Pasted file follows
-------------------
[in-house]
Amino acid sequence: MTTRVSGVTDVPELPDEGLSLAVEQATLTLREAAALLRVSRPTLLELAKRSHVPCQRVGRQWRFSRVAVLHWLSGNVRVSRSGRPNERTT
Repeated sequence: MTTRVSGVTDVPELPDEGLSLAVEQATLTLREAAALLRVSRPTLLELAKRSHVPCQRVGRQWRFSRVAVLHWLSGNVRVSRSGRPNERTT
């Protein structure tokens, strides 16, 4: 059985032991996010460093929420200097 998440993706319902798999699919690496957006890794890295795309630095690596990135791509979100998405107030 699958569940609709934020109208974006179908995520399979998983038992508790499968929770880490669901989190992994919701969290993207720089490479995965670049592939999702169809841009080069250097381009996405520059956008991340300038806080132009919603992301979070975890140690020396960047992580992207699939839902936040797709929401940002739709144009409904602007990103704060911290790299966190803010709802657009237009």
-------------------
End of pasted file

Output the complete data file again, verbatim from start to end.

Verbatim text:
[in-house]
Amino acid sequence: MTTRVSGVTDVPELPDEGLSLAVEQATLTLREAAALLRVSRPTLLELAKRSHVPCQRVGRQWRFSRVAVLHWLSGNVRVSRSGRPNERTT
Repeated sequence: MTTRVSGVTDVPELPDEGLSLAVEQATLTLREAAALLRVSRPTLLELAKRSHVPCQRVGRQWRFSRVAVLHWLSGNVRVSRSGRPNERTT
């Protein structure tokens, strides 16, 4: 059985032991996010460093929420200097 998440993706319902798999699919690496957006890794890295795309630095690596990135791509979100998405107030 699958569940609709934020109208974006179908995520399979998983038992508790499968929770880490669901989190992994919701969290993207720089490479995965670049592939999702169809841009080069250097381009996405520059956008991340300038806080132009919603992301979070975890140690020396960047992580992207699939839902936040797709929401940002739709144009409904602007990103704060911290790299966190803010709802657009237009």